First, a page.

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Rebel Group Compliance with International Humanitarian Law and Foreign State Sponsorship
Providing assistance to rebel groups enables foreign governments to become indirectly involved in conflicts, minimizing investments of blood and treasure, as well as the risk of coming into direct conflict with the rebel group’s target. However, democracies may be susceptible to public backlash if they back rebel groups that defy human rights norms, such as by violating international humanitarian law (IHL). This three-article dissertation analyzes the relationship between rebel behavior and sponsorship decisions both by comparing sponsorship models for democracies and autocracies, as well as examining sub-state influences on democracies’ sponsorship decisions. Through analysis of a cross-national dyadic dataset, I find that, in the aggregate, sponsorship decisions by democracies and autocracies are motivated by geopolitical concerns and that democracies do not systematically condition support on rebel behavior. By examining public opinion in the United States with a survey experiment, I find that citizens themselves are only more disproving of U.S. support for rebels that target civilians when respondents perceive a conflict to be of trivial importance for the U.S.’s national security. Building upon these findings, I conduct a case study of the 2011 decision by the U.S. to assist the Libyan opposition in its attempt to overthrow the Qaddafi regime. The results of this analysis indicate that democracies are more likely to condition support on rebel behavior when the conflict is human rights-oriented, illustrating the need to consider the goals and the covert or overt nature of interventions in future rebel sponsorship research. The overarching implications of this research are that democracies behave much like autocracies in their rebel sponsorship decisions when under threat and when their actions are less likely to draw public scrutiny. However, democracies may be more likely to assist rebels that respect human rights norms when conflicts are framed as humanitarian and carried out under the public eye by multilateral coalitions.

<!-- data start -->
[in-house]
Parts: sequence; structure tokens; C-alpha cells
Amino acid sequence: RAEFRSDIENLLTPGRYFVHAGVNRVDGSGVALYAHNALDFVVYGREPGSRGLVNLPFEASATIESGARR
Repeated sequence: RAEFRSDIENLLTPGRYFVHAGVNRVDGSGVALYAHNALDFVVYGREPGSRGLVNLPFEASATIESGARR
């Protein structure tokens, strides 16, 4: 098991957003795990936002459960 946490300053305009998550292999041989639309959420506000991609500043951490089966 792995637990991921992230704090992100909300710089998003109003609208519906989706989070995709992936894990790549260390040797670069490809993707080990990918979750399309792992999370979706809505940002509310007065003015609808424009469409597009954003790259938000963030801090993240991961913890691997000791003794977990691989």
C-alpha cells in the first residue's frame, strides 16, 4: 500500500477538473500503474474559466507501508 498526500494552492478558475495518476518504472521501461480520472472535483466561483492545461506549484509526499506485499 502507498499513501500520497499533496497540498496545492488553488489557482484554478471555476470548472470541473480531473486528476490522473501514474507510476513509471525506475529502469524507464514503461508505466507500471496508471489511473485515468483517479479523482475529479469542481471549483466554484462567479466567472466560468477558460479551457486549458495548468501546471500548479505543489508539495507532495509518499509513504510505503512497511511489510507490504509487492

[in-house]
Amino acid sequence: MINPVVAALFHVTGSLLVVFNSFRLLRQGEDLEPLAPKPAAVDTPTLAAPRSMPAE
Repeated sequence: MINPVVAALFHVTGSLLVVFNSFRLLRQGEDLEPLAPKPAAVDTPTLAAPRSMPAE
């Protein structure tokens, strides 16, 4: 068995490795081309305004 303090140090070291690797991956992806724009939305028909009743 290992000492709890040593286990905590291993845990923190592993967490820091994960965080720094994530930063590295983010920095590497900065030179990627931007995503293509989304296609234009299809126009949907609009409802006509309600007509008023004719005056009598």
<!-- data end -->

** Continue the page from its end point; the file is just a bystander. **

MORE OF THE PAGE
International law|Political science|Public policy|International Relations|Organizational behavior
Read, Hannah Roesch, "Rebel Group Compliance with International Humanitarian Law and Foreign State Sponsorship" (2022). ETD collection for University of Nebraska-Lincoln. AAI29321053.